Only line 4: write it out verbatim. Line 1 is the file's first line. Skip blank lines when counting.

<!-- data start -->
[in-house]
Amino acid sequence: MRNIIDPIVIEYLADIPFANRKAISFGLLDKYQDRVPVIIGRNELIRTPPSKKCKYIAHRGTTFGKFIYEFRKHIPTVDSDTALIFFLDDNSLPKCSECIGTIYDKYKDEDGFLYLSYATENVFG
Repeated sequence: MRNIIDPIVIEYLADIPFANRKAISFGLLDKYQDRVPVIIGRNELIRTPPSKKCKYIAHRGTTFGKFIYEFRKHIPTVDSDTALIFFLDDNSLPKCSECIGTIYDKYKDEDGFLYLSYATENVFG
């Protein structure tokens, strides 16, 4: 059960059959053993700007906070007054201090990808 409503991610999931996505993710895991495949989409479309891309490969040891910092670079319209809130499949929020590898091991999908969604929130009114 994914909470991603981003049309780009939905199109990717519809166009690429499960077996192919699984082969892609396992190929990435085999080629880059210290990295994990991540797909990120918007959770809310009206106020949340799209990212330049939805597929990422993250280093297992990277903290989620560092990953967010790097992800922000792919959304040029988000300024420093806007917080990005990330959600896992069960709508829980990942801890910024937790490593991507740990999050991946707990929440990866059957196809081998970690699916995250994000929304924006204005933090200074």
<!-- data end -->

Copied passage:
């Protein structure tokens, strides 16, 4: 059960059959053993700007906070007054201090990808 409503991610999931996505993710895991495949989409479309891309490969040891910092670079319209809130499949929020590898091991999908969604929130009114 994914909470991603981003049309780009939905199109990717519809166009690429499960077996192919699984082969892609396992190929990435085999080629880059210290990295994990991540797909990120918007959770809310009206106020949340799209990212330049939805597929990422993250280093297992990277903290989620560092990953967010790097992800922000792919959304040029988000300024420093806007917080990005990330959600896992069960709508829980990942801890910024937790490593991507740990999050991946707990929440990866059957196809081998970690699916995250994000929304924006204005933090200074």